Science says that decriminalizing cannabis benefits youth and stops criminal records from preventing success later in life.
Decriminalization does not mean that cannabis is legal, just that getting caught with it no longer results in jail time or a criminal record. Decriminalization means that a state or city has repealed or amended its laws to make certain acts criminal, but no longer subject to prosecution.
In the cannabis context, this means individuals caught with small amounts of cannabis for personal consumption won’t be prosecuted and won’t subsequently receive a criminal record or a jail sentence. In many states, possession of small amounts of cannabis is treated like a minor traffic violation.
A new study, on the Social Science Research Network website, offers new insight into whether cannabis decriminalization leads to an increase in arrests and cannabis use among youth. According to the study, it doesn’t.
The study examines five states — Massachusetts, Connecticut, Rhode Island, Vermont and Maryland — that decriminalized cannabis between 2008 and 2014. The arrests and youth cannabis use in these five states were compared to other states that did not pass similar decriminalization policies in those years. The study found a strong association between cannabis decriminalization and a decrease in drug-related youth arrests, while cannabis use among youth either stayed the same or, in some cases, declined. The study found similar results for adults.
Twenty-two states and the District of Columbia have decriminalized small amounts of cannabis, along with more than 54 cities like Santa Fe, Atlanta, Chicago, Detroit, New Orleans and Orlando, Fla. Just recently, the Albuquerque City Council also passed an ordinance to decriminalize cannabis.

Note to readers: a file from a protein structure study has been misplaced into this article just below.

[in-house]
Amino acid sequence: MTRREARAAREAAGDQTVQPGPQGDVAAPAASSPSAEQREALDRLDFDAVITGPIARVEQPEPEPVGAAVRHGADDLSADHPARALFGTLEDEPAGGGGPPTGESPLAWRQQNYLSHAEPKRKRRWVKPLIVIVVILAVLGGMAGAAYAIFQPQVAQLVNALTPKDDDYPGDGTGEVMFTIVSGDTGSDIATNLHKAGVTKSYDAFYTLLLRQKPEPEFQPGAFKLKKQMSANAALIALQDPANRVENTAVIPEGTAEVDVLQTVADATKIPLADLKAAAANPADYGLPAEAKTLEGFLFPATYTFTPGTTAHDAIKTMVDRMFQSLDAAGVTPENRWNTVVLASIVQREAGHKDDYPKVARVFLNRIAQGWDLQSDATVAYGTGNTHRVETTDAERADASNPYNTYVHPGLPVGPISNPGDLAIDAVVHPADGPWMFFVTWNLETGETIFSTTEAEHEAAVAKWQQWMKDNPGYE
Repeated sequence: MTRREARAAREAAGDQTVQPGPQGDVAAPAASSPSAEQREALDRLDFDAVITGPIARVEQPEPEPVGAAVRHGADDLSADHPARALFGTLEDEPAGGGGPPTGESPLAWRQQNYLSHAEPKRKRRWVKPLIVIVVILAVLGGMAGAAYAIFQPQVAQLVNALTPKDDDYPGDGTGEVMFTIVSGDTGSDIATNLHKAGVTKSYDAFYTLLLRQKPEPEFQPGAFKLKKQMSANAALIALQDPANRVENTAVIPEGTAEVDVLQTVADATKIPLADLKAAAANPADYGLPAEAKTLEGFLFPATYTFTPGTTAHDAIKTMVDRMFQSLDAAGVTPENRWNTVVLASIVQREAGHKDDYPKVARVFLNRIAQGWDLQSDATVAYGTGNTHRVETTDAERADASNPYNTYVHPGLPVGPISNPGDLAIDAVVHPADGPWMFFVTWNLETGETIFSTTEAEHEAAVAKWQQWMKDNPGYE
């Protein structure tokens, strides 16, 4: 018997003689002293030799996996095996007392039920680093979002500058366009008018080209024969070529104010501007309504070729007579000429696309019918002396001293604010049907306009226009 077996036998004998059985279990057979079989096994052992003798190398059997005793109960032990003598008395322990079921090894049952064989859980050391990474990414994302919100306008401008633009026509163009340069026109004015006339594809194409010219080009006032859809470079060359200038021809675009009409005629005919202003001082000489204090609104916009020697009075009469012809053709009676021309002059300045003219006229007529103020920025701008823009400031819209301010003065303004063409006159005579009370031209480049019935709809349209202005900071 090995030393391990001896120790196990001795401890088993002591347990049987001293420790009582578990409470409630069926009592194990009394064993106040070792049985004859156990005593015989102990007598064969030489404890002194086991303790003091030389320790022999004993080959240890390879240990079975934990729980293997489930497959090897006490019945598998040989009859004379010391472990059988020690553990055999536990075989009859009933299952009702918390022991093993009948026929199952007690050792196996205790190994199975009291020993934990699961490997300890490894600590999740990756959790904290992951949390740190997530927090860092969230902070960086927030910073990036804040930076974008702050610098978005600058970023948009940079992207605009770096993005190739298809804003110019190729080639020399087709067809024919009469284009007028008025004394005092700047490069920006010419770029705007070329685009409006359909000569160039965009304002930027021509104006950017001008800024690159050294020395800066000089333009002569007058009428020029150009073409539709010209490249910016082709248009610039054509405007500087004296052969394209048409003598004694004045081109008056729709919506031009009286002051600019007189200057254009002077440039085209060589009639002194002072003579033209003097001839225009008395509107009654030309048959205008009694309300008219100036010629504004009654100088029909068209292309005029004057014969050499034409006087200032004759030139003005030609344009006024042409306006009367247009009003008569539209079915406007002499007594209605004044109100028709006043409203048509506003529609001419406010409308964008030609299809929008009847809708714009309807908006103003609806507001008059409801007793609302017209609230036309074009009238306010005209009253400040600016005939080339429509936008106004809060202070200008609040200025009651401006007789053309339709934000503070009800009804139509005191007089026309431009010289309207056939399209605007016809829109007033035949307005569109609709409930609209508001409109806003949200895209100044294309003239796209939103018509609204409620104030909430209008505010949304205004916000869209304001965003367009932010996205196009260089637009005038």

This generally means certain small, personal-consumption amounts are a civil or local infraction, not a state crime (or are a lowest misdemeanor with no possibility of jail time). Decriminalization measures are written and enforced slightly differently depending on what state you’re in but generally result in a system where cannabis possession is treated similarly to a speeding ticket.
The Committee on Substance Abuse and Adolescence of the American Academy of Pediatrics, the American Public Health Association and the American Academy of Family Physicians also support less-punitive measures for youth cannabis use.
Additionally, the American Academy of Family Physicians supports a reclassification of cannabis under the Controlled Substances Act to ease research efforts, as well as decriminalization.
For policymakers, whether locally or in the Roundhouse, the clear priority should be removing the public health risks of cannabis prohibition. Those public health risks include putting people in jail for victimless crimes, jeopardizing people’s access to financial aid for higher education, jeopardizing people’s employment, and exposing people to an underground market that would increase their potential to access more harmful drugs.
All of those areas of harm reduction are ones where communities can see a public health improvement through the decriminalization of cannabis. And all of those issues can be achieved with a logical approach to decriminalization.
Form follows function, and policymakers in New Mexico need to stop using the debate surrounding legalization of cannabis for recreational use to obscure the science and policy regarding the harm reduction achievements of decriminalizing cannabis and the medical use of cannabis. Today, considering the spread of legalization, cannabis taxation and financial profits, the distinction matters. Policymakers must seek to achieve the greatest harm reduction.